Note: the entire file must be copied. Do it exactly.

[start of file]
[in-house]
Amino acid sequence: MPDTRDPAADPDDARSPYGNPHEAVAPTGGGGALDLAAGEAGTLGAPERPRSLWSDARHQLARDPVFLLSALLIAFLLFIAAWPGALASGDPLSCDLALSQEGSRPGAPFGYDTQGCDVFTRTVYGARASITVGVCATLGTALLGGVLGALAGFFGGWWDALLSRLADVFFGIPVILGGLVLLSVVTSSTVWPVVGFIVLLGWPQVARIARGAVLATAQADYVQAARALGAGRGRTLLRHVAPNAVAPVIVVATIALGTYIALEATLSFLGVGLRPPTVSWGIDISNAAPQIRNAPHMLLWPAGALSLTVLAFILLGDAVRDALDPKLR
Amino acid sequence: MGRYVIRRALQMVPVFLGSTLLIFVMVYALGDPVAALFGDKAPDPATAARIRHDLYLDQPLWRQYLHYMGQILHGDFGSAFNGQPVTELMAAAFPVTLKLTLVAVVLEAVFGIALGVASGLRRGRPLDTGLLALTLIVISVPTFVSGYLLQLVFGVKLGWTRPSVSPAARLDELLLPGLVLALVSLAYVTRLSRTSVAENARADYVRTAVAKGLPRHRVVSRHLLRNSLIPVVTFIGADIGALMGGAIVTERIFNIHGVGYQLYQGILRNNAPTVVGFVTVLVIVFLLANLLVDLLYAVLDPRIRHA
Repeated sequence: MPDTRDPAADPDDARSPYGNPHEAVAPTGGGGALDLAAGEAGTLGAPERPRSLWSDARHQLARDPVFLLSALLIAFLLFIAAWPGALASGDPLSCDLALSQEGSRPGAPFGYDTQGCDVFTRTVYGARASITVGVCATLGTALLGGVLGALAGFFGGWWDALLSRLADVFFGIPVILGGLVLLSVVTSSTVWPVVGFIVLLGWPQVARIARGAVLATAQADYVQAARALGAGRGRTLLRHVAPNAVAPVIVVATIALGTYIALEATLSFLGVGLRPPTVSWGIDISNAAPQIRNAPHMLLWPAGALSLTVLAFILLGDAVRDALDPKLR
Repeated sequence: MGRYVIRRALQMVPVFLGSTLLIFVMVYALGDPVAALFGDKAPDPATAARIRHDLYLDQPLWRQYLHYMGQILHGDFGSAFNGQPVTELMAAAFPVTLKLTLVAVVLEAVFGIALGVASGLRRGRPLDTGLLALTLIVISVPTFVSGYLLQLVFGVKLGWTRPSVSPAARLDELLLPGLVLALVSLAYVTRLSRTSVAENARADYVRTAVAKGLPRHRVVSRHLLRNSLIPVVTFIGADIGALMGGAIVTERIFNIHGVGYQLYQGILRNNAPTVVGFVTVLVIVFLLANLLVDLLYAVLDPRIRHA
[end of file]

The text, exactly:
[in-house]
Amino acid sequence: MPDTRDPAADPDDARSPYGNPHEAVAPTGGGGALDLAAGEAGTLGAPERPRSLWSDARHQLARDPVFLLSALLIAFLLFIAAWPGALASGDPLSCDLALSQEGSRPGAPFGYDTQGCDVFTRTVYGARASITVGVCATLGTALLGGVLGALAGFFGGWWDALLSRLADVFFGIPVILGGLVLLSVVTSSTVWPVVGFIVLLGWPQVARIARGAVLATAQADYVQAARALGAGRGRTLLRHVAPNAVAPVIVVATIALGTYIALEATLSFLGVGLRPPTVSWGIDISNAAPQIRNAPHMLLWPAGALSLTVLAFILLGDAVRDALDPKLR
Amino acid sequence: MGRYVIRRALQMVPVFLGSTLLIFVMVYALGDPVAALFGDKAPDPATAARIRHDLYLDQPLWRQYLHYMGQILHGDFGSAFNGQPVTELMAAAFPVTLKLTLVAVVLEAVFGIALGVASGLRRGRPLDTGLLALTLIVISVPTFVSGYLLQLVFGVKLGWTRPSVSPAARLDELLLPGLVLALVSLAYVTRLSRTSVAENARADYVRTAVAKGLPRHRVVSRHLLRNSLIPVVTFIGADIGALMGGAIVTERIFNIHGVGYQLYQGILRNNAPTVVGFVTVLVIVFLLANLLVDLLYAVLDPRIRHA
Repeated sequence: MPDTRDPAADPDDARSPYGNPHEAVAPTGGGGALDLAAGEAGTLGAPERPRSLWSDARHQLARDPVFLLSALLIAFLLFIAAWPGALASGDPLSCDLALSQEGSRPGAPFGYDTQGCDVFTRTVYGARASITVGVCATLGTALLGGVLGALAGFFGGWWDALLSRLADVFFGIPVILGGLVLLSVVTSSTVWPVVGFIVLLGWPQVARIARGAVLATAQADYVQAARALGAGRGRTLLRHVAPNAVAPVIVVATIALGTYIALEATLSFLGVGLRPPTVSWGIDISNAAPQIRNAPHMLLWPAGALSLTVLAFILLGDAVRDALDPKLR
Repeated sequence: MGRYVIRRALQMVPVFLGSTLLIFVMVYALGDPVAALFGDKAPDPATAARIRHDLYLDQPLWRQYLHYMGQILHGDFGSAFNGQPVTELMAAAFPVTLKLTLVAVVLEAVFGIALGVASGLRRGRPLDTGLLALTLIVISVPTFVSGYLLQLVFGVKLGWTRPSVSPAARLDELLLPGLVLALVSLAYVTRLSRTSVAENARADYVRTAVAKGLPRHRVVSRHLLRNSLIPVVTFIGADIGALMGGAIVTERIFNIHGVGYQLYQGILRNNAPTVVGFVTVLVIVFLLANLLVDLLYAVLDPRIRHA